There’s a very real chance this could turn out to be an actual blogpost. In the original sense of the word: a web-log of what’s been happening.
Posts have been rather sparse on Reciprocal Space of late. That’s not for a want of words. It’s just that they have been expended elsewhere – over at the Guardian, in pieces about photography, preprints, the latest Science is Vital campaign (please join in) or Nicole Kidman’s performance as Rosalind Franklin in Anna Ziegler’s intelligent Photograph 51; or in the Times Higher writing about my term of office as Director of Undergraduate Studies (DUGS); or the article I wrote on the use and abuse of metrics (PDF) in research evaluation for the Indian journal, Current Science (my first foray onto the sub-continent); or in the latest paper to come from my lab, currently in revision but already available on the bioRxiv.
This dispersion of words away from my original blog home, which passed its seventh anniversary earlier this month by the way, is symptomatic of the calls of scientific duty, but also of the churn of events. Unintended outcomes that flow from the simple fact of having set out in a particular direction. I’m not complaining (or apologising – I said I would never apologise), just observing, though I didn’t intend for things to become so fallow at Reciprocal Space.
These are not the only changes in the offing. Yesterday evening I trudged home through a grey wet veil – Autumn’s warning to Summer that it is time to go. The sense of transition was reinforced this past weekend as we delivered our youngest to university. All three of our children have now flown the nest. My wife and I looked at each other. “What are we going to do now?”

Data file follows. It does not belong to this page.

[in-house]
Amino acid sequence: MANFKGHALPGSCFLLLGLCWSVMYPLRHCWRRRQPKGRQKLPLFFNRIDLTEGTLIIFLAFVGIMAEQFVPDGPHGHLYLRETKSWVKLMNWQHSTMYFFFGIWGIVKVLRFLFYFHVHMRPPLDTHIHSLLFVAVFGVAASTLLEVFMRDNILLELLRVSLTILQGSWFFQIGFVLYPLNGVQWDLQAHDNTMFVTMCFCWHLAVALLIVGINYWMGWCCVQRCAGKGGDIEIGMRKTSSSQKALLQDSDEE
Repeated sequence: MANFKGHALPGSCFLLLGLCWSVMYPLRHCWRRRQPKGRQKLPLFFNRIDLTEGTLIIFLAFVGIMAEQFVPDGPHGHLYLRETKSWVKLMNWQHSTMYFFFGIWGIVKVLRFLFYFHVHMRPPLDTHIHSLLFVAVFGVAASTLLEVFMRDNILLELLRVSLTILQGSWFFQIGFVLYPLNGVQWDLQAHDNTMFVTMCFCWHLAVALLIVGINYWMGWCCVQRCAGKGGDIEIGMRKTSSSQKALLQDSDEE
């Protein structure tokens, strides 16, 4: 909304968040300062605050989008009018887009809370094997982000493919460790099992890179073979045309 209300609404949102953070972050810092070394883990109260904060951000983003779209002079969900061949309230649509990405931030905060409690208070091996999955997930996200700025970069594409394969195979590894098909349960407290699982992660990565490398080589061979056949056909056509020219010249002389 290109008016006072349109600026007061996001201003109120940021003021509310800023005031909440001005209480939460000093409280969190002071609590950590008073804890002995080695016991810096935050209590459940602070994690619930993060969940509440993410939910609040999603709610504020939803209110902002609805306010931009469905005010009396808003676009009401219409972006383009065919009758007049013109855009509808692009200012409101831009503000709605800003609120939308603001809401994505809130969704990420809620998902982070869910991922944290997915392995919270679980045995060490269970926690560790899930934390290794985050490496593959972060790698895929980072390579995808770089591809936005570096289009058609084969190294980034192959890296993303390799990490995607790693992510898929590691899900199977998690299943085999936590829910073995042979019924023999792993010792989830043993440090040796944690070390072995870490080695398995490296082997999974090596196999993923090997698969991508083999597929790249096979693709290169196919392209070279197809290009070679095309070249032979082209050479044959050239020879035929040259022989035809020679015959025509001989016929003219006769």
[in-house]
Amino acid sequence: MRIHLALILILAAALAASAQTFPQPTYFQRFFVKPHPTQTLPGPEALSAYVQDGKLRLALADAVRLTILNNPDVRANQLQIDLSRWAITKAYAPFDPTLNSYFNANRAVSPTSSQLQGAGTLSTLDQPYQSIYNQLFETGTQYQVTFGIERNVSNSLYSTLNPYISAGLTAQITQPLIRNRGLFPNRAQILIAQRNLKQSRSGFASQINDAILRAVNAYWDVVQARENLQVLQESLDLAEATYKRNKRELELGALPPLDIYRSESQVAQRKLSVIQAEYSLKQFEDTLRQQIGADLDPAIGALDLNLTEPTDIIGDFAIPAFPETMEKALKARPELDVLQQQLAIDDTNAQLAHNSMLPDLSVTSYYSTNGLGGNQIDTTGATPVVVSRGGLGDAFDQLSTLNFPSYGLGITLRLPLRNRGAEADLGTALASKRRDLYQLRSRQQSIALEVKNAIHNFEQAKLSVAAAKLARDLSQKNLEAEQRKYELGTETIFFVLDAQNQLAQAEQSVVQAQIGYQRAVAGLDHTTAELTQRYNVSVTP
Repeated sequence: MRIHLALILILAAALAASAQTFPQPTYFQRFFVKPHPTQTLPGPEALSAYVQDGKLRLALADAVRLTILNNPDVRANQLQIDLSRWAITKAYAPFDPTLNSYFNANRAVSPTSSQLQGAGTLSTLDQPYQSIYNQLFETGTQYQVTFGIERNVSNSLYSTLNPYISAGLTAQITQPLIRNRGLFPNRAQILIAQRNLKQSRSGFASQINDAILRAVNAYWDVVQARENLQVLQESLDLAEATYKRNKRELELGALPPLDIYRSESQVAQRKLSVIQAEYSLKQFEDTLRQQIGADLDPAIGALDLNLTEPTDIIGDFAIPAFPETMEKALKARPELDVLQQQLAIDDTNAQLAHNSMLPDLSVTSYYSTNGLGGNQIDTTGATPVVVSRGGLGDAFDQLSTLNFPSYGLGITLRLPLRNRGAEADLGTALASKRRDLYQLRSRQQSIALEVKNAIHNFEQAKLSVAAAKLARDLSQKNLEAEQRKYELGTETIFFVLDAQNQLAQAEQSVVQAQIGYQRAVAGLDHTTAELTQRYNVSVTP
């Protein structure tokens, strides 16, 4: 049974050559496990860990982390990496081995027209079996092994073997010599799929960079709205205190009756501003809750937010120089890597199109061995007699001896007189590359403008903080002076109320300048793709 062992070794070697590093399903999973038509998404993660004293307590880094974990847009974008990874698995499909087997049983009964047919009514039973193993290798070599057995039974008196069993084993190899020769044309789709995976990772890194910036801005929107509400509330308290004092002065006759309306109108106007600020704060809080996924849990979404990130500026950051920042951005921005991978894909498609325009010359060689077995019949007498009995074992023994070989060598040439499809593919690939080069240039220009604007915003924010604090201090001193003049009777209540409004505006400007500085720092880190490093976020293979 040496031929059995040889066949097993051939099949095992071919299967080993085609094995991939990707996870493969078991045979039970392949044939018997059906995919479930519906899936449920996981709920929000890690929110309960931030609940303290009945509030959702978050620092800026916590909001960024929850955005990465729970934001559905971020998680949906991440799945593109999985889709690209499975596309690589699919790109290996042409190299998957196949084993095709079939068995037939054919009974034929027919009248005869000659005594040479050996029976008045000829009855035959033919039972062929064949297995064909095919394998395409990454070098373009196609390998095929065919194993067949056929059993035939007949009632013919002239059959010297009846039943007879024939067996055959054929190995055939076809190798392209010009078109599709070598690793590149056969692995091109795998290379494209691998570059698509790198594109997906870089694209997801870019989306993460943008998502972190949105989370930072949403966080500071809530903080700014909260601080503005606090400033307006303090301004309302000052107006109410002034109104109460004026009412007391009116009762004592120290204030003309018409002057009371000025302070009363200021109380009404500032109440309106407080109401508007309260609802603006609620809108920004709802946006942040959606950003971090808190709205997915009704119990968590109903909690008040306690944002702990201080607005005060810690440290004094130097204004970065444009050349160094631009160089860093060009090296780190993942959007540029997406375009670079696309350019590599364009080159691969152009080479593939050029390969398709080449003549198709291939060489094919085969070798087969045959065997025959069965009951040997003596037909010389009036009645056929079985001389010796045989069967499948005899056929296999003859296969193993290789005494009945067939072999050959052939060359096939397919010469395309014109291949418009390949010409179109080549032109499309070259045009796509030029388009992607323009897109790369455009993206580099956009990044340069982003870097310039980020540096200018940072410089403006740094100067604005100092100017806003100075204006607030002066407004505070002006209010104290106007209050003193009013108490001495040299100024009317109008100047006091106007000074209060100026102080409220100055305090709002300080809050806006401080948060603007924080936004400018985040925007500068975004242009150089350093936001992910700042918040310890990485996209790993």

Plenty, we hope. For myself I look forward to having more time for science. As I wrote in the Times Higher, at the end of this month I will step out of the heavy harness I have been wearing as DUGS. Truth be told, even as the contours of the new term take shape on the horizon, I already feel the administrative burden slipping from my shoulders. Not only will I not have to deal with the myriad tasks demanded by that role, but I will be entering a sabbatical year that I hope more than anything will give me a chance to think.
That thinking time is long overdue thanks to the familiar but irregular movements known to anyone absorbed by a life in science. Another research grant has just come to end, so another postdoc is leaving the lab and moving to pastures new. This is a good move for her but my task now is to refill the funding pot, a far from trivial endeavour. Money’s tight and the noises coming from the government are not encouraging. I need to dive once more into the waves of innovation and discovery. For crystallographers like myself, the spectacular rise of new techniques in cryo-electron microscopy is a challenge, but also an opportunity.
These moments of transition come around again and again. The scientific life is one of motion. The plates shift on the hot mantle. Looking up, I can see that the landscape has changed. But that’s OK: it is something to explore.